The Liberal government has introduced its second attempt at overhauling the country’s privacy laws covering the business sector.
Innovation Minister François-Philippe Champagne introduced Bill C-27 in the House of Commons this morning. Details of the legislation weren’t immediately available, so it isn’t clear how it will differ from the proposed legislation the government tabled in 2020, but it comes in three parts:
- the Consumer Privacy Protection Act (CPPA), the same name as the previous legislation;
- the Personal Information and Data Protection Tribunal, the same tribunal that would have final say over fines proposed by the federal Privacy Commissioner for violations of the CPPA;
- and the Artificial Intelligence and Data Act.
Government officials are scheduled to hold a technical briefing with reporters at 11:30 this morning. That will be followed by a media scrum with reporters at 1:15 by Champagne and Justice Minister David Lametti Canada.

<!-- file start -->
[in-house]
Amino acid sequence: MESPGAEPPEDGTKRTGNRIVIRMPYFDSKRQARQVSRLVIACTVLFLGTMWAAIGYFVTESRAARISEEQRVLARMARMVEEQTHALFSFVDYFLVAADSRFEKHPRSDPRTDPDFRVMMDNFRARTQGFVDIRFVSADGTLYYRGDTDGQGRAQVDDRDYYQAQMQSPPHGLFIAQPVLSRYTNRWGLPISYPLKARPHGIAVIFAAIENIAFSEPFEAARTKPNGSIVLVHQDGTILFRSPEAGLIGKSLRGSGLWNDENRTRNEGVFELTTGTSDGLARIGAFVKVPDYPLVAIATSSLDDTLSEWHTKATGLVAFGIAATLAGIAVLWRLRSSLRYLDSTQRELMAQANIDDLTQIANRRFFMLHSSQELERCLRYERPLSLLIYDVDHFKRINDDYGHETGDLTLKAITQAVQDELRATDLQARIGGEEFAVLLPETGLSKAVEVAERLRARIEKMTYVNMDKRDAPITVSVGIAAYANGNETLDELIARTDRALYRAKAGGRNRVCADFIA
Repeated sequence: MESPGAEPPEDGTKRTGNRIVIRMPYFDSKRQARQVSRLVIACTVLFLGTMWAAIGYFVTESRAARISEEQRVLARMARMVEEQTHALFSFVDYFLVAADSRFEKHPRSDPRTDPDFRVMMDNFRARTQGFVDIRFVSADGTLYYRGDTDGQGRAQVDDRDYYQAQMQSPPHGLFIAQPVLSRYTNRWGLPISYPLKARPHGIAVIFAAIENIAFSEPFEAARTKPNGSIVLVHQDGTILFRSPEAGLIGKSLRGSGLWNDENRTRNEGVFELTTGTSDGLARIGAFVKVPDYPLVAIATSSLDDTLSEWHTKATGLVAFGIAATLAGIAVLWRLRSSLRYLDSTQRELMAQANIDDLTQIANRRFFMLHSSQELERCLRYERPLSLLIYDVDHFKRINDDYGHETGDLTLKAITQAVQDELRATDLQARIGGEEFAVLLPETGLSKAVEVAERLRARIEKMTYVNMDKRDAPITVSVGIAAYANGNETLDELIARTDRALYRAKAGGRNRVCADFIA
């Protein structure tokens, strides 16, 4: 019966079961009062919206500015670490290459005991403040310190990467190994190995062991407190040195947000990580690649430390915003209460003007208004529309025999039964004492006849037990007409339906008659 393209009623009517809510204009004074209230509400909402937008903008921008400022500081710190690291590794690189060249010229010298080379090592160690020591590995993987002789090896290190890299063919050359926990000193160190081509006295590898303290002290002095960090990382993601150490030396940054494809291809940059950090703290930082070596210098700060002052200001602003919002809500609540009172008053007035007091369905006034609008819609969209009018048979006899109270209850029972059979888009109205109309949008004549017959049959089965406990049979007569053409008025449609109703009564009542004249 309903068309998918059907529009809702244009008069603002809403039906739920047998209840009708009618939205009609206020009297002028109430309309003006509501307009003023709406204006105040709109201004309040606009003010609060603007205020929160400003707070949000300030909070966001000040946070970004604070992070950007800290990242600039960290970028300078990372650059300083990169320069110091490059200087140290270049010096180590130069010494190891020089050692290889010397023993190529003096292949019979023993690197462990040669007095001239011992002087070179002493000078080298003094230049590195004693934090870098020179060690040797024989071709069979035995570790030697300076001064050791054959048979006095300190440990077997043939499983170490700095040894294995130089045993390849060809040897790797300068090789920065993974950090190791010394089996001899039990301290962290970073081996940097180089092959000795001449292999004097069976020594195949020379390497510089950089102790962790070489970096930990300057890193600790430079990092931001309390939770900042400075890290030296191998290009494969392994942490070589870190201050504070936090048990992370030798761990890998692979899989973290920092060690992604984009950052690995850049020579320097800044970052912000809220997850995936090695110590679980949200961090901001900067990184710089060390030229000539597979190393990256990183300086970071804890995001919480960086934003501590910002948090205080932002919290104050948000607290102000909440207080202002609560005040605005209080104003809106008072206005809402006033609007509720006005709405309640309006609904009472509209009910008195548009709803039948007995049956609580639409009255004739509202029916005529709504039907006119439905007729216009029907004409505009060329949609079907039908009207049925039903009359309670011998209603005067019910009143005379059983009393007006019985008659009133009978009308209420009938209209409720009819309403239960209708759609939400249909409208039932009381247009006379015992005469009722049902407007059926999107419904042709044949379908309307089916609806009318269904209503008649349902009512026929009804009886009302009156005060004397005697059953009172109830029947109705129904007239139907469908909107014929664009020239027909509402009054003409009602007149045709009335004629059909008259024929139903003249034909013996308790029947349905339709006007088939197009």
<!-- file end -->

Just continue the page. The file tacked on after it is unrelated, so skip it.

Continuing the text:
Former privacy commissioner Daniel Therrien criticized the original CPPA (at the time called Bill C-11) for allowing businesses to collect or use an individual’s personal information without their knowledge or consent under certain circumstances. He also saw no need for the creation of a tribunal as an extra step to review any proposed penalties. And he complained that the bill didn’t clearly state that Canadian residents have a right to privacy.
C-11 died when the government called the 2021 election.
MORE TO COME
The post Breaking News: Government files latest attempt at privacy legislation reform
first appeared on IT World Canada